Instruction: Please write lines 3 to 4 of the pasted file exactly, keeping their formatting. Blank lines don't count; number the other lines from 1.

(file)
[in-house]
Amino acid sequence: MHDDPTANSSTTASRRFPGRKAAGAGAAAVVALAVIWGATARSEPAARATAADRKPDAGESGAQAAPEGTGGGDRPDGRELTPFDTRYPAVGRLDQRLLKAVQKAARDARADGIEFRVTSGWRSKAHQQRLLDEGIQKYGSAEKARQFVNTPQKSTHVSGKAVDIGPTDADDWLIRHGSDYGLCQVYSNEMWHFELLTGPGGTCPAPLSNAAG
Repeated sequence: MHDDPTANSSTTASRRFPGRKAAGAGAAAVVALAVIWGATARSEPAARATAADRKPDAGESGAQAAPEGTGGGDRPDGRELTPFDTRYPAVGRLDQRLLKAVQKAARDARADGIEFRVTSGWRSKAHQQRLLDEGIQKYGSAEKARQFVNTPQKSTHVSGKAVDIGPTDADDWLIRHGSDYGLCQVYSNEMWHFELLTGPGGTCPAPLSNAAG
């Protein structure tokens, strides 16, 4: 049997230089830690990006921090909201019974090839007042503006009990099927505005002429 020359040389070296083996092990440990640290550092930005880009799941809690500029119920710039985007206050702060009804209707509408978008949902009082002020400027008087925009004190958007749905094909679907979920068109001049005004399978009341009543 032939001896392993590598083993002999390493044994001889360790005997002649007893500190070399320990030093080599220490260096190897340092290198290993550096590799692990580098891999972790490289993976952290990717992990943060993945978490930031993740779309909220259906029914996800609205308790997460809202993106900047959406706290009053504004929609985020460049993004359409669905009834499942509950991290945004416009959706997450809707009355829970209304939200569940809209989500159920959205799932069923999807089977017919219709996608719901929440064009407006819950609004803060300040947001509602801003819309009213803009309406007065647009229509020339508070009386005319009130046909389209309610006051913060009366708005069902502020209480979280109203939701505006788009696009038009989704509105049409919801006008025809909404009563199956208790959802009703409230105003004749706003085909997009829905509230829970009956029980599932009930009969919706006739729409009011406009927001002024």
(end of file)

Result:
Repeated sequence: MHDDPTANSSTTASRRFPGRKAAGAGAAAVVALAVIWGATARSEPAARATAADRKPDAGESGAQAAPEGTGGGDRPDGRELTPFDTRYPAVGRLDQRLLKAVQKAARDARADGIEFRVTSGWRSKAHQQRLLDEGIQKYGSAEKARQFVNTPQKSTHVSGKAVDIGPTDADDWLIRHGSDYGLCQVYSNEMWHFELLTGPGGTCPAPLSNAAG
């Protein structure tokens, strides 16, 4: 049997230089830690990006921090909201019974090839007042503006009990099927505005002429 020359040389070296083996092990440990640290550092930005880009799941809690500029119920710039985007206050702060009804209707509408978008949902009082002020400027008087925009004190958007749905094909679907979920068109001049005004399978009341009543 032939001896392993590598083993002999390493044994001889360790005997002649007893500190070399320990030093080599220490260096190897340092290198290993550096590799692990580098891999972790490289993976952290990717992990943060993945978490930031993740779309909220259906029914996800609205308790997460809202993106900047959406706290009053504004929609985020460049993004359409669905009834499942509950991290945004416009959706997450809707009355829970209304939200569940809209989500159920959205799932069923999807089977017919219709996608719901929440064009407006819950609004803060300040947001509602801003819309009213803009309406007065647009229509020339508070009386005319009130046909389209309610006051913060009366708005069902502020209480979280109203939701505006788009696009038009989704509105049409919801006008025809909404009563199956208790959802009703409230105003004749706003085909997009829905509230829970009956029980599932009930009969919706006739729409009011406009927001002024």